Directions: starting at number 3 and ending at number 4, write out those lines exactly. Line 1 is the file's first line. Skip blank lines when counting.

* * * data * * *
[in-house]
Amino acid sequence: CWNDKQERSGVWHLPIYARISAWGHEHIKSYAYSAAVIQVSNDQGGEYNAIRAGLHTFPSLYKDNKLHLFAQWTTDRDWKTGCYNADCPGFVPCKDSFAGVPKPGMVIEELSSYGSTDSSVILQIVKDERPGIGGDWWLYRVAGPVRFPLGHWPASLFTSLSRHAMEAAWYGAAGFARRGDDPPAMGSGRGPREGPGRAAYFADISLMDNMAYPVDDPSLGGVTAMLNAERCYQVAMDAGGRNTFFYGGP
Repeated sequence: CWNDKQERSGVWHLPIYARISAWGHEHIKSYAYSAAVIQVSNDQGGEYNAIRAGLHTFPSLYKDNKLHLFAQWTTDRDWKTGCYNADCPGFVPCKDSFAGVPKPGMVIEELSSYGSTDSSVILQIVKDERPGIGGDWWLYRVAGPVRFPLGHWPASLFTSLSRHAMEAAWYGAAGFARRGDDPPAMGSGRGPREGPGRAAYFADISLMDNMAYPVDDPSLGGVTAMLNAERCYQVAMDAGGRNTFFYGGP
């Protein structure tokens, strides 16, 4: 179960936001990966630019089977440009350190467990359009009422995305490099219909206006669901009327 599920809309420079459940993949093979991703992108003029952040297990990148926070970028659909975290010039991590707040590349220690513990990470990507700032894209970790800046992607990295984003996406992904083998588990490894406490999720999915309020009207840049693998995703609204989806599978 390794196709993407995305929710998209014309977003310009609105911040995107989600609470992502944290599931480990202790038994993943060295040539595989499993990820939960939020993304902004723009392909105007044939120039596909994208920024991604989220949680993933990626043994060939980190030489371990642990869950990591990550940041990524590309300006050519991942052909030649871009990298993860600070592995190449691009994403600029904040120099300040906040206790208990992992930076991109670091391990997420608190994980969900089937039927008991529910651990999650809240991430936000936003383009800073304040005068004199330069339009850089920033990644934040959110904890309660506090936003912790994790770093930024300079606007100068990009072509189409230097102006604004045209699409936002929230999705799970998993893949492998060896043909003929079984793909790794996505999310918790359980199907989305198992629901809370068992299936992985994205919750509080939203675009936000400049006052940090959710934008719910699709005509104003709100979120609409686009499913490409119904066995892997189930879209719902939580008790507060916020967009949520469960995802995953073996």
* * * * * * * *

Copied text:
Repeated sequence: CWNDKQERSGVWHLPIYARISAWGHEHIKSYAYSAAVIQVSNDQGGEYNAIRAGLHTFPSLYKDNKLHLFAQWTTDRDWKTGCYNADCPGFVPCKDSFAGVPKPGMVIEELSSYGSTDSSVILQIVKDERPGIGGDWWLYRVAGPVRFPLGHWPASLFTSLSRHAMEAAWYGAAGFARRGDDPPAMGSGRGPREGPGRAAYFADISLMDNMAYPVDDPSLGGVTAMLNAERCYQVAMDAGGRNTFFYGGP
């Protein structure tokens, strides 16, 4: 179960936001990966630019089977440009350190467990359009009422995305490099219909206006669901009327 599920809309420079459940993949093979991703992108003029952040297990990148926070970028659909975290010039991590707040590349220690513990990470990507700032894209970790800046992607990295984003996406992904083998588990490894406490999720999915309020009207840049693998995703609204989806599978 390794196709993407995305929710998209014309977003310009609105911040995107989600609470992502944290599931480990202790038994993943060295040539595989499993990820939960939020993304902004723009392909105007044939120039596909994208920024991604989220949680993933990626043994060939980190030489371990642990869950990591990550940041990524590309300006050519991942052909030649871009990298993860600070592995190449691009994403600029904040120099300040906040206790208990992992930076991109670091391990997420608190994980969900089937039927008991529910651990999650809240991430936000936003383009800073304040005068004199330069339009850089920033990644934040959110904890309660506090936003912790994790770093930024300079606007100068990009072509189409230097102006604004045209699409936002929230999705799970998993893949492998060896043909003929079984793909790794996505999310918790359980199907989305198992629901809370068992299936992985994205919750509080939203675009936000400049006052940090959710934008719910699709005509104003709100979120609409686009499913490409119904066995892997189930879209719902939580008790507060916020967009949520469960995802995953073996």